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Kyle Gabhart

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Top Stories by Kyle Gabhart

What happens when the hype of Web services meets the increasingly popular and ever-changing world of wireless computing? Most likely, confusion and disillusionment. In this two-part article, we'll explore the uncharted waters of wireless Web services. We'll use the J2ME platform for developing our Web service clients and access remote services on the Internet using standardized industry protocols. In this first article, we'll examine XML-RPC, a simple, lightweight mechanism for invoking remote services with XML. The second article will compare and contrast XML-RPC with SOAP, a more robust, sophisticated, and heavier solution for invoking remote services with XML. The Wireless World A Web service is a coarse-grained interface to one or more business services that is invocable across a network. With a wireless network, this invocation process becomes more complicated. ... (more)

SOA World Product Review — Testing...1...2...3...Testing

Few topics evoke more groans and eye rolling from software engineers and Web developers than the dreaded "TESTING." Testing falls into the same category as documentation, refactoring code, dusting, and visiting the dentist. Put it off until the last minute, do as little as possible, do it quickly, and move on to something else. I must confess that I have the same visceral reaction to the thought of 'testing' as others do. Consequently, I approached the prospect of reviewing a testing tool with the loathing of visiting the dentist. I was very relieved to discover that Parasoft's S... (more)

The Hype About .NET

You've heard the hype about .NET. You've read a couple of vague articles about dynamic discovery and invocation, service-oriented architecture, and how SOAP and a handful of other XML standards are forever changing the software industry. These ideas have intrigued you and you're interested in learning more - or at the very least, you recognize the importance of being able to add these acronyms to your resumé. In either case, you want to explore the world of .NET, but are unable or unwilling to fork over a thousand bucks for Microsoft's Visual Studio .NET product. This article is ... (more)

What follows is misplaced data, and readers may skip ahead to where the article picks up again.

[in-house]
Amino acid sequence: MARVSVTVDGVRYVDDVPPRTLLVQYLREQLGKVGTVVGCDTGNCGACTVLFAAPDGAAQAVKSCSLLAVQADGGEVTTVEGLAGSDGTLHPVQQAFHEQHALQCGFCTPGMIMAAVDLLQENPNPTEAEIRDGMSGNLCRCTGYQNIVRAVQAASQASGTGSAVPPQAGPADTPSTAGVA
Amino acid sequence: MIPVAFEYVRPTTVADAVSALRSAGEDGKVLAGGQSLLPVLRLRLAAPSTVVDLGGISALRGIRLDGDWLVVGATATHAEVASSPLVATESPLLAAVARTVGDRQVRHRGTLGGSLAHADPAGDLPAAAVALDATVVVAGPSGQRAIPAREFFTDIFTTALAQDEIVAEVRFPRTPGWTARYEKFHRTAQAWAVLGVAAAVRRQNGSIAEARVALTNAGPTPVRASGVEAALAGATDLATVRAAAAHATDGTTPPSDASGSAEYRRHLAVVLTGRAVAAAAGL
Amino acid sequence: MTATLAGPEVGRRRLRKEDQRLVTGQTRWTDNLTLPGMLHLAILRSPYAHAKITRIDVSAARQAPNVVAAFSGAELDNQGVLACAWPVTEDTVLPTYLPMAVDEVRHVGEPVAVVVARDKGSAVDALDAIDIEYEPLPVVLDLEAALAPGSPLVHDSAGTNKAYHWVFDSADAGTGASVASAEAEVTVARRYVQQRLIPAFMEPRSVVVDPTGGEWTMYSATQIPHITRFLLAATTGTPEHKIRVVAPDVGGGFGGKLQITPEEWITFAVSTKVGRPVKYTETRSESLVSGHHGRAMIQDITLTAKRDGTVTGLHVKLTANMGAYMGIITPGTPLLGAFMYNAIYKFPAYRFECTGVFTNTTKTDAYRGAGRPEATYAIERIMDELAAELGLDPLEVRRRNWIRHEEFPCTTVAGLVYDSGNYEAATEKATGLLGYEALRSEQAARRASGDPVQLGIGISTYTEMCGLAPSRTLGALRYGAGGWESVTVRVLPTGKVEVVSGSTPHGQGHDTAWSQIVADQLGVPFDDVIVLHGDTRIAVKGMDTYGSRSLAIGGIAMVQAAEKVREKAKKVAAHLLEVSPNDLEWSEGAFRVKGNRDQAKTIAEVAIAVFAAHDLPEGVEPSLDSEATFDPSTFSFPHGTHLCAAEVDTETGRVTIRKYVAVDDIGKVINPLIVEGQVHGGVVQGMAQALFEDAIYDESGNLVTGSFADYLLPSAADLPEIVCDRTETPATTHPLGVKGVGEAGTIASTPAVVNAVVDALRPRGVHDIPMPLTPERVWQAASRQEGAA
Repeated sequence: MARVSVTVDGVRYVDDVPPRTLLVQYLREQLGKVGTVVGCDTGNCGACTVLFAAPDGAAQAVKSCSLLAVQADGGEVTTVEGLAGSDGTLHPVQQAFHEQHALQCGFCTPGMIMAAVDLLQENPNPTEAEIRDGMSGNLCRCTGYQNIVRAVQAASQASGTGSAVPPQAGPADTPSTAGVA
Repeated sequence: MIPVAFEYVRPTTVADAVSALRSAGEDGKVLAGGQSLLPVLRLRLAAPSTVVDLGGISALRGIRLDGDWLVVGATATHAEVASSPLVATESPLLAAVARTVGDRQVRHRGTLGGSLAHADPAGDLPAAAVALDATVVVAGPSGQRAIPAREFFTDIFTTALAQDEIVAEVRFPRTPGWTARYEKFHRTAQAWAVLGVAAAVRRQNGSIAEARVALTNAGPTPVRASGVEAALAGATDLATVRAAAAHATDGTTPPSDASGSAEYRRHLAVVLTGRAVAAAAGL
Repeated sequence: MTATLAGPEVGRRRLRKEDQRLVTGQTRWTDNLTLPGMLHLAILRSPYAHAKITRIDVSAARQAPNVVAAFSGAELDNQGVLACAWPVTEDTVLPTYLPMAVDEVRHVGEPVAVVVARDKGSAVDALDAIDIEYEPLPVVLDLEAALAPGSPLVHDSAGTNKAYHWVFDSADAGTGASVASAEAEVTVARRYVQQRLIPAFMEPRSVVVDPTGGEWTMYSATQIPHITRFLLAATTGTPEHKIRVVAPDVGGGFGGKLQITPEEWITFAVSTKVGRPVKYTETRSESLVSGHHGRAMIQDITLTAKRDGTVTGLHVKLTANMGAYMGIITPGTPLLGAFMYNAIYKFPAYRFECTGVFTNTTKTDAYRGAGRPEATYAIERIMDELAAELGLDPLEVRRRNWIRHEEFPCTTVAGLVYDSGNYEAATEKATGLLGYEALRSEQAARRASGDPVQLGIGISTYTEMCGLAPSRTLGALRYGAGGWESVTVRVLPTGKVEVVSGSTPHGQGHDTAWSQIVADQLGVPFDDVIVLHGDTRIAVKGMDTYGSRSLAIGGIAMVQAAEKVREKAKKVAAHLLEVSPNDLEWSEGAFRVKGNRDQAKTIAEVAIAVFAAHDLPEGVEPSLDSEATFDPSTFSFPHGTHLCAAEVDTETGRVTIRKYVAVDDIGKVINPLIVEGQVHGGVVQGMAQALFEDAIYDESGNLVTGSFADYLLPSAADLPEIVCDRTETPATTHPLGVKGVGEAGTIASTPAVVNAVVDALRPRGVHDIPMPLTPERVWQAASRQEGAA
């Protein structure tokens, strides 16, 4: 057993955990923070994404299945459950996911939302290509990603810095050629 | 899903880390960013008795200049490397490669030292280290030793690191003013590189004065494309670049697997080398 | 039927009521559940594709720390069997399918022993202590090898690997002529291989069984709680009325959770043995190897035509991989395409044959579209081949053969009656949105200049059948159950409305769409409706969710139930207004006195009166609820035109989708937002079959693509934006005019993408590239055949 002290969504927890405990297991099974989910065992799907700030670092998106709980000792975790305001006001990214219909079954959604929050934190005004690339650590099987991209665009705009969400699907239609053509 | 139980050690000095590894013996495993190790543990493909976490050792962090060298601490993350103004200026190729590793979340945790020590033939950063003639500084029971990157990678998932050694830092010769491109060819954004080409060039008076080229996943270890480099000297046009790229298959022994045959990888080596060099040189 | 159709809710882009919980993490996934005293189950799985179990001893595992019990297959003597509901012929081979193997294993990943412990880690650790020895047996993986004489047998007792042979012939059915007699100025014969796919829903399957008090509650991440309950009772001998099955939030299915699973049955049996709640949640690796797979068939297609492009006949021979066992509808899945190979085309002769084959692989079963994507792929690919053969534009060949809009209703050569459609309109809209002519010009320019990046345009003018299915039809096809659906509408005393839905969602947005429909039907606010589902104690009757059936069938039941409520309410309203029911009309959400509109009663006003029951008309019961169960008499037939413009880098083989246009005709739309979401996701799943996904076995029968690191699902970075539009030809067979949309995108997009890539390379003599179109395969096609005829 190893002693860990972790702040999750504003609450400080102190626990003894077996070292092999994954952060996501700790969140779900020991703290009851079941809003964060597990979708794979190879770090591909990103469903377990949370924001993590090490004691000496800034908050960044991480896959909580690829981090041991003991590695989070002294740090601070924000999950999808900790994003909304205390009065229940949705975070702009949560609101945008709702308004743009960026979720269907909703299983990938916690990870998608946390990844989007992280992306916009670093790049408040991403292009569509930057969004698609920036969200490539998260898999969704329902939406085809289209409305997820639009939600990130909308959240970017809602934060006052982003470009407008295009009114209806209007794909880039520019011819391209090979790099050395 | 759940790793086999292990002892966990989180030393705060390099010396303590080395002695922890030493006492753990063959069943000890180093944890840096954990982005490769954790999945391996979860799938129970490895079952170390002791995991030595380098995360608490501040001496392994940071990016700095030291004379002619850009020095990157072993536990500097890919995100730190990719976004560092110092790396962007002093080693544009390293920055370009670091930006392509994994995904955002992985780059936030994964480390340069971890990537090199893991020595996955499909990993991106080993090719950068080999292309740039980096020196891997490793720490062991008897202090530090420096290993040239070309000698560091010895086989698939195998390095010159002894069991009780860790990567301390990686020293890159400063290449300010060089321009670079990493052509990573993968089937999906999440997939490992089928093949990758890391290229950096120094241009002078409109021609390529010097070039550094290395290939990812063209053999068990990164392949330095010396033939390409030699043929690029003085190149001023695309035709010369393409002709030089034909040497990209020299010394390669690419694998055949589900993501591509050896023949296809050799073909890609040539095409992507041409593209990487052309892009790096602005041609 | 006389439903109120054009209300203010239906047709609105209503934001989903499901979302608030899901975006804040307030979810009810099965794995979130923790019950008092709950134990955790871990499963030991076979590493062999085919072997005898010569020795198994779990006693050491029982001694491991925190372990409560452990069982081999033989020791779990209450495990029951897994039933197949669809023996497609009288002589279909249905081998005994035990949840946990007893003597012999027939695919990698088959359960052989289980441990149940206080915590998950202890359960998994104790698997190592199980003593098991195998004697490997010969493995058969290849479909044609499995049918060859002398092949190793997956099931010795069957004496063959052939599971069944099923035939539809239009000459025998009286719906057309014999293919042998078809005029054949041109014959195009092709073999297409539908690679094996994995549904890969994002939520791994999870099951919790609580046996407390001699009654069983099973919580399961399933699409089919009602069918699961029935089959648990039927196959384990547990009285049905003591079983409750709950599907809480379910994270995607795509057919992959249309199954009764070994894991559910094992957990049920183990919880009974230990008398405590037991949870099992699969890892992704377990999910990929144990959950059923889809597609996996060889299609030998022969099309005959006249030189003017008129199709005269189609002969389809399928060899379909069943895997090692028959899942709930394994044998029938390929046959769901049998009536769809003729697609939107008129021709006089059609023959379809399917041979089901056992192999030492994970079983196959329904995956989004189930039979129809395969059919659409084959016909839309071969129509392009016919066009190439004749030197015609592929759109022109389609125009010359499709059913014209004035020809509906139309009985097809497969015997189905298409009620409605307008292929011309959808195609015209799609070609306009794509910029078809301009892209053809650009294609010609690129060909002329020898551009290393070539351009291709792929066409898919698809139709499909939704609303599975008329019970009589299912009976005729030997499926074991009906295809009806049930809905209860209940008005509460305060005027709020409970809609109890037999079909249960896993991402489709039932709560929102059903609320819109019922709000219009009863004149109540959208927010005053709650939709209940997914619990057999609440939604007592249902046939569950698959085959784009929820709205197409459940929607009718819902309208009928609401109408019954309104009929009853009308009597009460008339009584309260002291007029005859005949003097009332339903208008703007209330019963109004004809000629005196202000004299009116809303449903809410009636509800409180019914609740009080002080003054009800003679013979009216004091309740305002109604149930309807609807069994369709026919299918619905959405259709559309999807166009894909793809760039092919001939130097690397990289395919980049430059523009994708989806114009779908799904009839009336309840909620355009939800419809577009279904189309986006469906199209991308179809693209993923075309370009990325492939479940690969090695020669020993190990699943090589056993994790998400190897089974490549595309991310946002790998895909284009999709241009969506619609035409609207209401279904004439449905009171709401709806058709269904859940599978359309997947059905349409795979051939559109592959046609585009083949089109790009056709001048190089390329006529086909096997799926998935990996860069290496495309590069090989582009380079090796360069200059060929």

Ten Steps to Successful Cloud Adoption

A Journey of False Starts This is not the first time you’ve had your heart set on revolutionizing your information systems: One year, you rolled out a big Enterprise Application Integration (EAI) initiative, but it was too brittle and carried high maintenance costs. For a while you experimented with Web Services, but found that while they were easy to work with, they were largely insufficient to meet your broader needs due to a lack of architectural design guidelines. Out-sourcing, in-sourcing, up-sourcing, down-sourcing, and cross-sourcing just seemed to shuffle the work aroun... (more)

Wireless Web Serviceswith J2ME Part IISOAP or XML-RPC? The answer depends on your needs

Last month in Part I (WSJ Vol. 2 Issue 1) we discussed J2ME and accessing Web services from wireless devices using the XML-RPC protocol. In this article, we will consider SOAP as a vehicle for accessing Web services from wireless devices, comparing and contrast-ing it with XML-RPC. Our sample application will again be a J2ME midlet, however, we will use EnhydraME's kSOAP rather than kXML-RPC to provide the protocol's implementation. Overview of SOAP The Simple Object Access Protocol is, according to the 1.1 specification, "a lightweight protocol for exchange of information in a de... (more)